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Gladiolus

Abstract

Gladiolus, a perennial geophyte, belongs to the family Iridaceae. Gladiolus species were recognized over 2,000 years ago in the field of Asian Minor. The European species were cultivated at least 500 years ago and first reported to be found in New Forest, UK in 1855, was evolved within short time to occupy top ranks of international flower trade. About 255 species of the genus were reported, out of which more than 114 are native to South Africa. The origin, distribution, and taxonomy of this genus are detailed in this chapter. Polyploidy and significant variation were reported for the chromosome number in Gladiolus but in many species base number was x = 15. Extent of genetic erosion, endangered species (like Gladiolus alatus var. algoensis), and modes of conservation including cryopreservation have been discussed. A detailed account of genetic improvement right from natural hybridization among the species G. communis, G. careneus (G. bladus), and G. cardinalis before 1880 to advanced techniques using molecular markers is given. Mention about change in breeding objectives over a period of time, utilization of wild species for crop improvement, advances in genetic transformation through non-conventional methods is also made. The contribution of different species in the development of modern-day cultivars and the process of evolution are also discussed. Breeding for fragrance, a trait lost in the course of evolution and most desired today is detailed. Economic importance of the genus and further scope for domestication and commercialization are mentioned.

Keywords

  • Wild Species
  • Cucumber Mosaic Virus
  • Modern Cultivar
  • Floral Scent
  • Cape Floristic Region

These keywords were added by machine and not by the authors. This process is experimental and the keywords may be updated as the learning algorithm improves.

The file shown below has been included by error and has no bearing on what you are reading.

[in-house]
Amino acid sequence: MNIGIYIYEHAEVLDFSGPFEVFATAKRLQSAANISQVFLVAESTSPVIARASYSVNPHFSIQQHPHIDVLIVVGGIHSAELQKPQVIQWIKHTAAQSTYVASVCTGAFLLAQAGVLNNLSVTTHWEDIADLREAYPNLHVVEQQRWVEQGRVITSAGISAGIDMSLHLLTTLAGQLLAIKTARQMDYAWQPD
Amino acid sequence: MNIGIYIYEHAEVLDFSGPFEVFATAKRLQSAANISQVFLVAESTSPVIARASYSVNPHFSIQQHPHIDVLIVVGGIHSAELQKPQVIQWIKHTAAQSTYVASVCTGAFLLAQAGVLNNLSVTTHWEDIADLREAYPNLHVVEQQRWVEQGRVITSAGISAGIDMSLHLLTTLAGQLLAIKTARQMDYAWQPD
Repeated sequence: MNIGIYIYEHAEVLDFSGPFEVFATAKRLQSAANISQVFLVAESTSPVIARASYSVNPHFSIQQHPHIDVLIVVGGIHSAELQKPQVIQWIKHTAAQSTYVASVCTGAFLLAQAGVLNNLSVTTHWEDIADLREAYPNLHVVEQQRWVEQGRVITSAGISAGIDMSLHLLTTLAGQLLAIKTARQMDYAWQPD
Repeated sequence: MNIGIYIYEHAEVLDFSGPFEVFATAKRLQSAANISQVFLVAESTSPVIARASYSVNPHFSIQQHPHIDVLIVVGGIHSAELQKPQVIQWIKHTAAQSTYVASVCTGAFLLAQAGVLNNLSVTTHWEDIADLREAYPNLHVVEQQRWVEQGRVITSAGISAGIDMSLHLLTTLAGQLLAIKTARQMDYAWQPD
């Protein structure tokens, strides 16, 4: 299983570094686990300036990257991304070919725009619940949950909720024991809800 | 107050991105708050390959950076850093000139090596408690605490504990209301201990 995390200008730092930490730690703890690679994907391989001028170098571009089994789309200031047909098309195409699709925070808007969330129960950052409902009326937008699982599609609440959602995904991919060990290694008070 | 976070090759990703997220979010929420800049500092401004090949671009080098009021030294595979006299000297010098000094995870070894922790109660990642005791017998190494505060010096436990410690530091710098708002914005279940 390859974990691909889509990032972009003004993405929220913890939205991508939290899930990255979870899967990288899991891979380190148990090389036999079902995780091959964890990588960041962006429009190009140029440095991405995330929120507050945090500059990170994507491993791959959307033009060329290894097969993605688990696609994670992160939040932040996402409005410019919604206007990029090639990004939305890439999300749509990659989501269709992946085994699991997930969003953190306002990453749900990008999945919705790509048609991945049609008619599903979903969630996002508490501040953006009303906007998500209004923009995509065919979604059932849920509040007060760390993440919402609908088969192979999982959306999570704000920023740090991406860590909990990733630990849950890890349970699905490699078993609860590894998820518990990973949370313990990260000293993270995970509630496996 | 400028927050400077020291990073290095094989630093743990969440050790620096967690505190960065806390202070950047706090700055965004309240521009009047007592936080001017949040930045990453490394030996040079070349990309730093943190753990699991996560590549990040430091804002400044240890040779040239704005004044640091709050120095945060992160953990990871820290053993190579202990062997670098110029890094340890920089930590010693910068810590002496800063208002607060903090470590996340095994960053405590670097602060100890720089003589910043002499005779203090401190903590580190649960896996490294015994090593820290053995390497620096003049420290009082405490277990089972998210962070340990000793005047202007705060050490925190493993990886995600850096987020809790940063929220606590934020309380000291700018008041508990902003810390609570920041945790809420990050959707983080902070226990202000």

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Fig. 8.1
Fig. 8.2

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Acknowledgment

We are grateful for the counsels and information of and from Prof. Peter Goldblatt and Dr. Kathy Kamo.

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Article by DOI (with page number) Goldblatt (2008) Additions to Gladiolus (Iridaceae) in the Flora Zambesiaca Region: The New Species G. metallicola and the Reinstatement of G. mosambicensis In: Novon: A Journal for Botanical Nomenclature, 18(2):164–167. doi: 10.3417/2006070.1802
Online database Journal of Northeast Agricultural University. http://c.wanfangdata.com.cn/periodical/dbnydxxb-e/2006-2.aspx
Online database IUCN Red List (April, 2008) http://iucnredlist.org
Online database Toone G (2005) Debates on the nativity of Wild Gladiolus, BSBI Recorder 9, 17–19 http://www.bsbi.org.uk/TooneGladiolus.pdf
Online database Koopowitz HR (2008) http://www.bulbsociety.org/About_Bulbs/CONSERVATION
Online database UNEP-WCMC: Cape Floral Protected Areas of South Africa (February, 2008) http://www.unep-wcmc.org/sites/wh/cape_floral.html
Online database Fauna and Flora International (February, 2008) http://www.fauna-flora.org/fynbos.php
Online database Cape Action for People and the Environment (November, 2008) http://www.capeaction.org.
Online database Invasive or Environmental Weeds of Waitakere (May, 2010) http://www.waitakere.govt.nz/cnlser/pw/plantweed/pdf/weedlist-env-inv.pdf

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Cantor, M., Tolety, J. (2011). Gladiolus. In: Kole, C. (eds) Wild Crop Relatives: Genomic and Breeding Resources. Springer, Berlin, Heidelberg. https://doi.org/10.1007/978-3-642-21201-7_8

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